2. Read length distribution: The distribution of read lengths for each experiment will be available in the tagLengthDistribution.txt file located in the completed tag directory. Most csRNA-seq reads are between 20-55 nt in length, with relatively few longer than 60 nt. The distribution normally peaks around 30 nt or so. Depending on the source of the sample, there may be spikes in the distribution that correspond to specific high-abundance RNAs that may be present in the sample. For input controls, there is normally a spike in ~22 nt RNAs corresponding to miRNAs in the sample. Input sample may contain similar or unique spikes at specific lengths depending on the presence of high abundance RNAs or fragments of rRNA in the sample. A typical csRNA-seq library and it's control from a human cell line look like this:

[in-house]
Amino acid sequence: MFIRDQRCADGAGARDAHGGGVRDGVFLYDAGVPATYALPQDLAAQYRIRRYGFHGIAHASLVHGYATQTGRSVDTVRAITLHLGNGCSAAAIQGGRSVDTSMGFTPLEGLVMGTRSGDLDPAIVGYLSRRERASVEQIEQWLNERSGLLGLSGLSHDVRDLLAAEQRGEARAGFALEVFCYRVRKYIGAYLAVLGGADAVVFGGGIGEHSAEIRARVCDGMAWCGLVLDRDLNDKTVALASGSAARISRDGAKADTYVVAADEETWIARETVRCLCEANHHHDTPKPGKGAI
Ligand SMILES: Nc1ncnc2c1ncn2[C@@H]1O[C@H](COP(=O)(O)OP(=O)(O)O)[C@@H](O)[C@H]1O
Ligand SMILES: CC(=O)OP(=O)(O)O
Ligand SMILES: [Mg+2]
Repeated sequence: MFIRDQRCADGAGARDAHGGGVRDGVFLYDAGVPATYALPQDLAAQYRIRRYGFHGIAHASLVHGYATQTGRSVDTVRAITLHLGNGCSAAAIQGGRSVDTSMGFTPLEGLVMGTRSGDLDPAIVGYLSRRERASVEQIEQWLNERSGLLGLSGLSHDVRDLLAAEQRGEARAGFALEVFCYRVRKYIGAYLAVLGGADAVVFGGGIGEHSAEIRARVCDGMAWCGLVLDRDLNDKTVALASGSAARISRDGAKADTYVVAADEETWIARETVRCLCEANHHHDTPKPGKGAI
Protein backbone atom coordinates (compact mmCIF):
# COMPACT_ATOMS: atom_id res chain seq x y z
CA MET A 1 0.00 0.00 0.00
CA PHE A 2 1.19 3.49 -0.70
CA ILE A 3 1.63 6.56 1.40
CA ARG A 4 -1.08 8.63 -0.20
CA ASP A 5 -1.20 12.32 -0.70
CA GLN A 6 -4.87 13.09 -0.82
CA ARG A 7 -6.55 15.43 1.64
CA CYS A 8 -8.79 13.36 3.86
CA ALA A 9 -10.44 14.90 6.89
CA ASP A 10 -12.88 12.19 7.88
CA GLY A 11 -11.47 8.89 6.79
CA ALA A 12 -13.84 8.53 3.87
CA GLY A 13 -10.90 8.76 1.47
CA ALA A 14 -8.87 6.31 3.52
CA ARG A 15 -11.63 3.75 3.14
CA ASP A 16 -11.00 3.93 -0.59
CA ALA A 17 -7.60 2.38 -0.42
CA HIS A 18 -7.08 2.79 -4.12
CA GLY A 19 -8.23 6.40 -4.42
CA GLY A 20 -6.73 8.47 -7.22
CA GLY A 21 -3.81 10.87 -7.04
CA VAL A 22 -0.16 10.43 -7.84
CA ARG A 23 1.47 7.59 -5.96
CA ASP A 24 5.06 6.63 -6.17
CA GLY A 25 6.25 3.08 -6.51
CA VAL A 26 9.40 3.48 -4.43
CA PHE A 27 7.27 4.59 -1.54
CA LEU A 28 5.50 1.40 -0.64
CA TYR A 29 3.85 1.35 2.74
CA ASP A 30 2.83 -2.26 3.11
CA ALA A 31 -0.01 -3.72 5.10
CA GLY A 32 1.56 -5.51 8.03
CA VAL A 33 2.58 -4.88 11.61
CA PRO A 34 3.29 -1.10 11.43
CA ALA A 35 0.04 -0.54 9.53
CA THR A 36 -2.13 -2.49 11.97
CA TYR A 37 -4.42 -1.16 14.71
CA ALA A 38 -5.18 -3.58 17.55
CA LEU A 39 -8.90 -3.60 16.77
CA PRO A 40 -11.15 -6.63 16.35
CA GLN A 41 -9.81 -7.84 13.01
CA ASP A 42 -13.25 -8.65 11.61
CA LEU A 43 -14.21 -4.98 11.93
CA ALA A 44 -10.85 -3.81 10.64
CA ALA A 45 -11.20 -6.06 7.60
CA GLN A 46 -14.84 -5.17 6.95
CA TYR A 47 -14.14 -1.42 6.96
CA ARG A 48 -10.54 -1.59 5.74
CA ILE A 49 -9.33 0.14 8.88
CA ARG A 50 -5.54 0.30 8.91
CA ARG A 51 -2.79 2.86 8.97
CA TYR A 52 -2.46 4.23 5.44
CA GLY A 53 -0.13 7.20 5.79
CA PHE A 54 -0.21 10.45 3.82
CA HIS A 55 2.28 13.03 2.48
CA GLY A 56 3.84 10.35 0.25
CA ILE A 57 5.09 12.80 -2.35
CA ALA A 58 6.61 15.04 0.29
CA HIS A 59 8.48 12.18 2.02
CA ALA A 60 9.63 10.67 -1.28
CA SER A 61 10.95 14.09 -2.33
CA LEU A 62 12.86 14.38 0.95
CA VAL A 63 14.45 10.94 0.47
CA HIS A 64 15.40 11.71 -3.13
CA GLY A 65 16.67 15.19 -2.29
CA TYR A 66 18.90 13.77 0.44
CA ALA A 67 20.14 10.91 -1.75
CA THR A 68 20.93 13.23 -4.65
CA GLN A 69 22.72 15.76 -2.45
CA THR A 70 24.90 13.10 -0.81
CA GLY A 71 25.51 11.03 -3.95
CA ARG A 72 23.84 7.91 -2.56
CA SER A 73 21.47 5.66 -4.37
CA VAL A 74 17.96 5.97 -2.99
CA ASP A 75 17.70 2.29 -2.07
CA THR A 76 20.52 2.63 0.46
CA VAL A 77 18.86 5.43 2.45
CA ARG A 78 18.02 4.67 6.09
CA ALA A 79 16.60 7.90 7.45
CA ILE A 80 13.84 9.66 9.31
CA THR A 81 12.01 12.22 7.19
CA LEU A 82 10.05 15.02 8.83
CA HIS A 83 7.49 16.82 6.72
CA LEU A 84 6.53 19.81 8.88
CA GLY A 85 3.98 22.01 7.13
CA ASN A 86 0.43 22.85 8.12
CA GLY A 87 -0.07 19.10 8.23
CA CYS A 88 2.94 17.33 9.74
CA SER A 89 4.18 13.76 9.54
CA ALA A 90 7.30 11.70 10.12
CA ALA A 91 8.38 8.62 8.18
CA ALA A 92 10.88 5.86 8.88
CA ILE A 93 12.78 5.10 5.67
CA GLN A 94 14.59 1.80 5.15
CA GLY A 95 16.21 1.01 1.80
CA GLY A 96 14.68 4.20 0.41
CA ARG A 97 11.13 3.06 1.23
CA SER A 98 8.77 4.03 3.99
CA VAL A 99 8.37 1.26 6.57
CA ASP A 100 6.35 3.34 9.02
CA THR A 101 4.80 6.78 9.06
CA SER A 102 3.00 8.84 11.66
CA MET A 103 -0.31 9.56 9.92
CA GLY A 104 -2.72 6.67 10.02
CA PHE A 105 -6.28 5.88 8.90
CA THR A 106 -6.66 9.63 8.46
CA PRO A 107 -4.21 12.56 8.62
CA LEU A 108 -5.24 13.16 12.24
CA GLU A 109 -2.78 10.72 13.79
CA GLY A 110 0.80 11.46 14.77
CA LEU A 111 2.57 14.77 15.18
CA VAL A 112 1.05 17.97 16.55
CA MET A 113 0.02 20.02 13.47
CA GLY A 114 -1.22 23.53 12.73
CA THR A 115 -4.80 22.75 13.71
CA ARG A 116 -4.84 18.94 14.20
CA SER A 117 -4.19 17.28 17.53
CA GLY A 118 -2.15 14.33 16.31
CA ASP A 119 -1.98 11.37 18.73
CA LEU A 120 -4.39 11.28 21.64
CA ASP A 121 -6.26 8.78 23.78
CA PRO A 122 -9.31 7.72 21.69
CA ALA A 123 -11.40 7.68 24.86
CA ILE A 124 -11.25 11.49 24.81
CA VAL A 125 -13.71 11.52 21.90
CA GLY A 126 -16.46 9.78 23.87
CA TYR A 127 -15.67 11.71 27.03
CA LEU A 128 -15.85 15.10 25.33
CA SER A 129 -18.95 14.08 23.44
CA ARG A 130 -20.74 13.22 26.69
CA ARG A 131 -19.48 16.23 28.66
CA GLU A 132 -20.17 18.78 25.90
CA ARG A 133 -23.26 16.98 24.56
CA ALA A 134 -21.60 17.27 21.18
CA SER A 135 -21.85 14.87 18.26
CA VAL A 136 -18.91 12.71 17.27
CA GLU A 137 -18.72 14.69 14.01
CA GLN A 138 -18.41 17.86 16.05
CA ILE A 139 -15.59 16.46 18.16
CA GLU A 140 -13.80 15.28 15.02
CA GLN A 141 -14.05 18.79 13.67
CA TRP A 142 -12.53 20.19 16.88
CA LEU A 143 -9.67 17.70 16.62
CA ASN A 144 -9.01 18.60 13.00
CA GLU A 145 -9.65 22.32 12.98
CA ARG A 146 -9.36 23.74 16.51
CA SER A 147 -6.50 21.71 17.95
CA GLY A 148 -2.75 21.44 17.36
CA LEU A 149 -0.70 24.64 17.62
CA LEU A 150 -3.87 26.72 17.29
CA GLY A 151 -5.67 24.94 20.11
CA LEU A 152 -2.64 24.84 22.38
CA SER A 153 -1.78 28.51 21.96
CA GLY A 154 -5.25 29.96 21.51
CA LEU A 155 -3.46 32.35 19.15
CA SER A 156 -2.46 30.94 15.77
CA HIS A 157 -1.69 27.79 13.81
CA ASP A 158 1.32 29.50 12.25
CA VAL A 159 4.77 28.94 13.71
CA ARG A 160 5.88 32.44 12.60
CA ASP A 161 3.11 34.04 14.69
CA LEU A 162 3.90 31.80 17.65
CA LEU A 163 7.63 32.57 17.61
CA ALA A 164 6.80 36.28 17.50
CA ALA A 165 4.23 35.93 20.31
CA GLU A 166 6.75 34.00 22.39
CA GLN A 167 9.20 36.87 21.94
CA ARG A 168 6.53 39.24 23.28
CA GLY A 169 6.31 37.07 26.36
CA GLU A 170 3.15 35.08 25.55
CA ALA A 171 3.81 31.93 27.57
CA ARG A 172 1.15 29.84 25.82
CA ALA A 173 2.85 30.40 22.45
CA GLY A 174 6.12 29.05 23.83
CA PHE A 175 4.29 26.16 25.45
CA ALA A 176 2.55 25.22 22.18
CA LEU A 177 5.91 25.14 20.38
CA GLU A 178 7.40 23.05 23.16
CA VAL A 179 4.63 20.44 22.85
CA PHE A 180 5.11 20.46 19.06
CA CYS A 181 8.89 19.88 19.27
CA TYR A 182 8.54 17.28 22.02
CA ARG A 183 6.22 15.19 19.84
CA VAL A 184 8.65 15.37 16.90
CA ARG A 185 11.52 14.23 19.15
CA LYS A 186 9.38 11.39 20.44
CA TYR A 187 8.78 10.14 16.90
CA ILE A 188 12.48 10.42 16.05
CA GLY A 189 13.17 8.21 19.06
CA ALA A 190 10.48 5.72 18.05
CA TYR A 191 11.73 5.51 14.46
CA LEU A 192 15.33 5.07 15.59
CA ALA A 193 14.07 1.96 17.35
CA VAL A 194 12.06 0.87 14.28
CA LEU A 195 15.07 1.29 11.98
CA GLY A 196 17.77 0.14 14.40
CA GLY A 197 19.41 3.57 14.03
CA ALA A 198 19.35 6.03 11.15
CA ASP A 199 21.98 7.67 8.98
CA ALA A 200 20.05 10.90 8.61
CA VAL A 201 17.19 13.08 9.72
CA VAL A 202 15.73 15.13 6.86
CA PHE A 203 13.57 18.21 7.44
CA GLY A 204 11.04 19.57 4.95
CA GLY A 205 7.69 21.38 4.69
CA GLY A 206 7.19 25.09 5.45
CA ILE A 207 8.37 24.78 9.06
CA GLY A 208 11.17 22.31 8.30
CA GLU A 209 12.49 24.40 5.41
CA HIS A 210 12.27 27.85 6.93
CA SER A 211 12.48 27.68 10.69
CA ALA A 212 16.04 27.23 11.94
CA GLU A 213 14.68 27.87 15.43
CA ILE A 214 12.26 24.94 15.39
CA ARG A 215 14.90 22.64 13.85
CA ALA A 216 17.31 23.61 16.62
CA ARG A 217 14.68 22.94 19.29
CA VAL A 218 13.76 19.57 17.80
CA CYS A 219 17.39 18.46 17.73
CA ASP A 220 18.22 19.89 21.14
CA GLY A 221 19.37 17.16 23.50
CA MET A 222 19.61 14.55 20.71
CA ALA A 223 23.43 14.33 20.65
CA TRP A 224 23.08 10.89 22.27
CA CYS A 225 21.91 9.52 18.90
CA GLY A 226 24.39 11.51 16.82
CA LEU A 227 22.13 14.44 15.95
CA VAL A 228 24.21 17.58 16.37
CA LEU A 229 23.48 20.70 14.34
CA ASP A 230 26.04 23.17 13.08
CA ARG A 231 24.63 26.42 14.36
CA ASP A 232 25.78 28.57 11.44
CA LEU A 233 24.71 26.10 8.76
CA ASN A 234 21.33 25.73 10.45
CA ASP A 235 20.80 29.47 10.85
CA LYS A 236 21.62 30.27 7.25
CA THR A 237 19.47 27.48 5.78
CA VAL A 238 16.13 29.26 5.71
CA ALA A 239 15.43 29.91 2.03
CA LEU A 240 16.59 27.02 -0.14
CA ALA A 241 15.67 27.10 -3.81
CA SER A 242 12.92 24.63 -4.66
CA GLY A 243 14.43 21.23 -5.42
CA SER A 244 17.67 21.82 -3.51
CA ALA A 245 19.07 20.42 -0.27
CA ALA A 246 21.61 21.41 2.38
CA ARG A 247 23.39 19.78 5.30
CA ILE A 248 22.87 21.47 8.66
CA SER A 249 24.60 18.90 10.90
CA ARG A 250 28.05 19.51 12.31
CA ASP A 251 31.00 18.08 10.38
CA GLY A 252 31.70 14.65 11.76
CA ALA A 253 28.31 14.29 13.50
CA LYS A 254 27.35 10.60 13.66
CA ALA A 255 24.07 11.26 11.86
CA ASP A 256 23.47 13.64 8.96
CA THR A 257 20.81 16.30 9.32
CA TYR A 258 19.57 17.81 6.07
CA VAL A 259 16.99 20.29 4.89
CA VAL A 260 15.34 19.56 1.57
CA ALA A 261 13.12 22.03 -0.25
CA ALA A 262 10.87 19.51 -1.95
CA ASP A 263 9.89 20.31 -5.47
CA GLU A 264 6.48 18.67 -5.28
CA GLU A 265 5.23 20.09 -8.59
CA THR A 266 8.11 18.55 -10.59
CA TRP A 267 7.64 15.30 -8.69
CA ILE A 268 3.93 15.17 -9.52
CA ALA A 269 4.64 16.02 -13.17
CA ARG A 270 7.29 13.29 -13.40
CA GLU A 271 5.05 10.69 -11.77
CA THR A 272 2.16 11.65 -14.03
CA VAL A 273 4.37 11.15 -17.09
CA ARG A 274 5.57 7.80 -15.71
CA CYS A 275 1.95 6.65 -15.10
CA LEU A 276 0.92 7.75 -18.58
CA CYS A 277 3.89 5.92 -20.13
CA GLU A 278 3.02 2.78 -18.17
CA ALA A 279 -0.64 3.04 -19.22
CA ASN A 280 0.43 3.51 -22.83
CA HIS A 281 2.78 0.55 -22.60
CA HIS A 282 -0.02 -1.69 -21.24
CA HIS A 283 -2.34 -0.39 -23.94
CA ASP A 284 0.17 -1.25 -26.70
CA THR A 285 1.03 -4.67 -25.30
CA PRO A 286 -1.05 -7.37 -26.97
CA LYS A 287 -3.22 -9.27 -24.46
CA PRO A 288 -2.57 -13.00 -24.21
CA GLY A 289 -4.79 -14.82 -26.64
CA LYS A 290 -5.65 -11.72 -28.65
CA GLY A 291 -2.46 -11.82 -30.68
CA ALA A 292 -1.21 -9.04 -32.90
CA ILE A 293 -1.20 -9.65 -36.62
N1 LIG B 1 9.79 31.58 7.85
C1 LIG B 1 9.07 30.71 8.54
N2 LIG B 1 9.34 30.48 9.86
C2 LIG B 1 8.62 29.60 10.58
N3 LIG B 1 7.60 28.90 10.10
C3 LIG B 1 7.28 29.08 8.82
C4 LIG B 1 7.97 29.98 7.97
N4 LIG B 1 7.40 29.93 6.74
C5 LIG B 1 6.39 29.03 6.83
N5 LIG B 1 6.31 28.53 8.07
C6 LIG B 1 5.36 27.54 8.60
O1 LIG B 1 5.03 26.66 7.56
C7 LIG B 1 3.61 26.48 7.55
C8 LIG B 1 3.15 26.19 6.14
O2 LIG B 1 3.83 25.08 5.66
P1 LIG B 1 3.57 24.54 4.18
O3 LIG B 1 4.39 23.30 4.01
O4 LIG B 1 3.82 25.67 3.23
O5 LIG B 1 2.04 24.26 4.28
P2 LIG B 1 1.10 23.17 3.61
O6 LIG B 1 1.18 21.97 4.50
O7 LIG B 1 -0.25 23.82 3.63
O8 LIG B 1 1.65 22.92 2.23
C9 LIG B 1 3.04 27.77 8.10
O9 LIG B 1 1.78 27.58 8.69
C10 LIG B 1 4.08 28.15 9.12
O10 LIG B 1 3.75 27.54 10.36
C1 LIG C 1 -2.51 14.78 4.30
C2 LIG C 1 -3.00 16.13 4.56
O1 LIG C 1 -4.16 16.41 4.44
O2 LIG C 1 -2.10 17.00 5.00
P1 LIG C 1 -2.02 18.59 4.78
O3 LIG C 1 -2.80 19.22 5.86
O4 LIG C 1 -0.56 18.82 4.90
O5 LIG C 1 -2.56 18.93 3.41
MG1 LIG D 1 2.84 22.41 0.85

csRNA-seq read

  3. Nucleotide preferences near the 5' end of the read: [Requires a genome to be specified or FASTA file] The composite nucleotide frequency in the genome relative to the 5' end of each read is available in the tagFreqUniq.txt and tagFreq.txt files in the tag directory. The files are similar, except that the tagFreq.txt weights each position based on the total number of reads at each position, while the tagFreqUniq.txt file only counts each position in the genome once, regardless of how many reads align to each position. Normally you can ignore the tagFreq.txt file since it will be heavily influenced by any high abundance/clonal reads in the sample.